What other library components does does it depend on, and what depends on it? Is it a pure extension, or does it require changes to standard components? Can it be implemented using C++11 compilers and libraries, or does it require language or library features that are not part of C++11?
V. Design Decisions
Why did you choose the specific design that you did? What alternatives did you consider, and what are the tradeoffs? What are the consequences of your choice, for users and implementers? What decisions are left up to implementers? If there are any similar libraries in use, how do their design decisions compare to yours?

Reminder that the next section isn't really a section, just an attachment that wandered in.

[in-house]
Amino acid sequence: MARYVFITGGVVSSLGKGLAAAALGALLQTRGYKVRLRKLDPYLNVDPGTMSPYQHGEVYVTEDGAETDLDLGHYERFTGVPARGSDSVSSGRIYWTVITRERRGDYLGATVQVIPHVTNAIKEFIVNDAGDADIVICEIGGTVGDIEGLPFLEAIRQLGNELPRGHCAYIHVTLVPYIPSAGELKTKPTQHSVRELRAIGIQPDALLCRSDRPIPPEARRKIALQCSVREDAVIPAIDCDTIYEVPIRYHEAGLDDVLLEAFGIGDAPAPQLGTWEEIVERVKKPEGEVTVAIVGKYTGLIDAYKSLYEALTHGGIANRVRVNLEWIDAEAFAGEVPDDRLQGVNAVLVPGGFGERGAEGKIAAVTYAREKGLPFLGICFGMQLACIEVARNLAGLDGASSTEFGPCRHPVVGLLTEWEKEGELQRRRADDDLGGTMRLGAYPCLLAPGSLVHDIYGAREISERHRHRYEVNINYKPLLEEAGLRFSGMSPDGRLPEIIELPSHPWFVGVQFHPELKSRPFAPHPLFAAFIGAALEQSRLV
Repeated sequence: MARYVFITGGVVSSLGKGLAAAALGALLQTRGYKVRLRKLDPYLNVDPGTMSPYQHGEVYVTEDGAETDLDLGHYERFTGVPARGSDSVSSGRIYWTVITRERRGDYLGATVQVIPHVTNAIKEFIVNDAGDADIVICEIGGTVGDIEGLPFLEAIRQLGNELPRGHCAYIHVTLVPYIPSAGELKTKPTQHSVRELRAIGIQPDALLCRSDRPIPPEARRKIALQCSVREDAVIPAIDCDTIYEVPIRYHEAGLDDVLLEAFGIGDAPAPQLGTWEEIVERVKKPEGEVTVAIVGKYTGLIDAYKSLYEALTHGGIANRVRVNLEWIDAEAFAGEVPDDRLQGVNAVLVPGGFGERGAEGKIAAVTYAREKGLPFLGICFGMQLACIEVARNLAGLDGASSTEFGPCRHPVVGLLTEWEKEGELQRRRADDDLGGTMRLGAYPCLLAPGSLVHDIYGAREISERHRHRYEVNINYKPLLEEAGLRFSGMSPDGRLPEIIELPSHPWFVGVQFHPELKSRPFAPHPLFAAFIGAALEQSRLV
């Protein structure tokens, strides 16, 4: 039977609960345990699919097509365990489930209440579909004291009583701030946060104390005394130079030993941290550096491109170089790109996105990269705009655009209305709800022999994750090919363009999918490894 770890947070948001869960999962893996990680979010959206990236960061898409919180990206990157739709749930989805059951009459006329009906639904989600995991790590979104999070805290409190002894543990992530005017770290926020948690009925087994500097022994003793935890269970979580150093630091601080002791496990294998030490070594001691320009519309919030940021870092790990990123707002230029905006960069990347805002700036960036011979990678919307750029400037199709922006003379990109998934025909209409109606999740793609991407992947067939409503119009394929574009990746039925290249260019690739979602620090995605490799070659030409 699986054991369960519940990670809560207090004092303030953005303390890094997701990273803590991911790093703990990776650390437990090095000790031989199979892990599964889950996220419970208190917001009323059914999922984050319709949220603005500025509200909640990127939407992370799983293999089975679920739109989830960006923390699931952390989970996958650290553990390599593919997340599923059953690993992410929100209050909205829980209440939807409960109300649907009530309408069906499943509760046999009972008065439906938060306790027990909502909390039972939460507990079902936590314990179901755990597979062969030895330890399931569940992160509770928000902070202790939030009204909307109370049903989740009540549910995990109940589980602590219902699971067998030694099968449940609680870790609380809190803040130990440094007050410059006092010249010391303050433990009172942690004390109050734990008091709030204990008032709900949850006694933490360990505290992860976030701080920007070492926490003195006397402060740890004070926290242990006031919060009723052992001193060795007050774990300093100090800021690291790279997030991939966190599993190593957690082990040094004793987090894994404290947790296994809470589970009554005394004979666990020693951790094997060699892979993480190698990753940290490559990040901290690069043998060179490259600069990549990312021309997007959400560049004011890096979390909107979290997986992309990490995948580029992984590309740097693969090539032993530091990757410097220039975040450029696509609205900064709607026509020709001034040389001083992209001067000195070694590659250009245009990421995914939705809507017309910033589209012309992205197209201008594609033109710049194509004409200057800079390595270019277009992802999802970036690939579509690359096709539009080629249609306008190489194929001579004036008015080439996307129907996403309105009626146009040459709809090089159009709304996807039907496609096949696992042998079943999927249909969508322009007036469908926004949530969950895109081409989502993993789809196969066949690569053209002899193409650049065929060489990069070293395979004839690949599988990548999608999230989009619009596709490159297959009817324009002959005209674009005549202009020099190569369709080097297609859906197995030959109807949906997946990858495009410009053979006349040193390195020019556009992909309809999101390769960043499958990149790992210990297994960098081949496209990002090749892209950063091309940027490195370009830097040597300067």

VI. Technical Specifications
The committee needs technical specifications to be able to fully evaluate your proposal. Eventually these technical specifications will have to be in the form of full text for the standard or technical report, often known as "Standardese", but for an initial proposal there are several possibilities:
- Provide some limited technical documentation. This might be OK for a very simple proposal such as a single function, but for anything beyond that the committee will likely ask for more detail.
- Provide technical documentation that is complete enough to fully evaluate your proposal. This documentation can be in the proposal itself or you can provide a link to documentation available on the web. If the committee likes your proposal, they will ask for a revised proposal with formal standardese wording. The committee recognizes that writing the formal ISO specification for a library component can be daunting and will make additional information and help available to get you started.